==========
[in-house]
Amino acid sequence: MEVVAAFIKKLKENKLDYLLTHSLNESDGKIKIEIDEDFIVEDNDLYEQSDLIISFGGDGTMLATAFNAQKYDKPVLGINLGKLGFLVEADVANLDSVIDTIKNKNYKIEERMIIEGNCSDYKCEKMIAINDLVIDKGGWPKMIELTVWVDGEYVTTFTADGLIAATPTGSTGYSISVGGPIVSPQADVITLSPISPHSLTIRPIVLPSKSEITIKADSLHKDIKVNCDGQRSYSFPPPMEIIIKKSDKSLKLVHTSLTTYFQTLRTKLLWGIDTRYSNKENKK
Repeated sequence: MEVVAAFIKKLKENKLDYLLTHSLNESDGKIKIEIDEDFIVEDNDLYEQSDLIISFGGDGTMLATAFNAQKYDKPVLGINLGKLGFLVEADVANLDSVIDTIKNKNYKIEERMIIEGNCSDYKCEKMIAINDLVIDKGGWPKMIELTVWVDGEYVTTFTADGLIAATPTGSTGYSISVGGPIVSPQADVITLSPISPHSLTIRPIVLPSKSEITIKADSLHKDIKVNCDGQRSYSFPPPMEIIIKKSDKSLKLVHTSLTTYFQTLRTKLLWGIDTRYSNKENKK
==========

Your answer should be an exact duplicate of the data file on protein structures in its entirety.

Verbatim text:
[in-house]
Amino acid sequence: MEVVAAFIKKLKENKLDYLLTHSLNESDGKIKIEIDEDFIVEDNDLYEQSDLIISFGGDGTMLATAFNAQKYDKPVLGINLGKLGFLVEADVANLDSVIDTIKNKNYKIEERMIIEGNCSDYKCEKMIAINDLVIDKGGWPKMIELTVWVDGEYVTTFTADGLIAATPTGSTGYSISVGGPIVSPQADVITLSPISPHSLTIRPIVLPSKSEITIKADSLHKDIKVNCDGQRSYSFPPPMEIIIKKSDKSLKLVHTSLTTYFQTLRTKLLWGIDTRYSNKENKK
Repeated sequence: MEVVAAFIKKLKENKLDYLLTHSLNESDGKIKIEIDEDFIVEDNDLYEQSDLIISFGGDGTMLATAFNAQKYDKPVLGINLGKLGFLVEADVANLDSVIDTIKNKNYKIEERMIIEGNCSDYKCEKMIAINDLVIDKGGWPKMIELTVWVDGEYVTTFTADGLIAATPTGSTGYSISVGGPIVSPQADVITLSPISPHSLTIRPIVLPSKSEITIKADSLHKDIKVNCDGQRSYSFPPPMEIIIKKSDKSLKLVHTSLTTYFQTLRTKLLWGIDTRYSNKENKK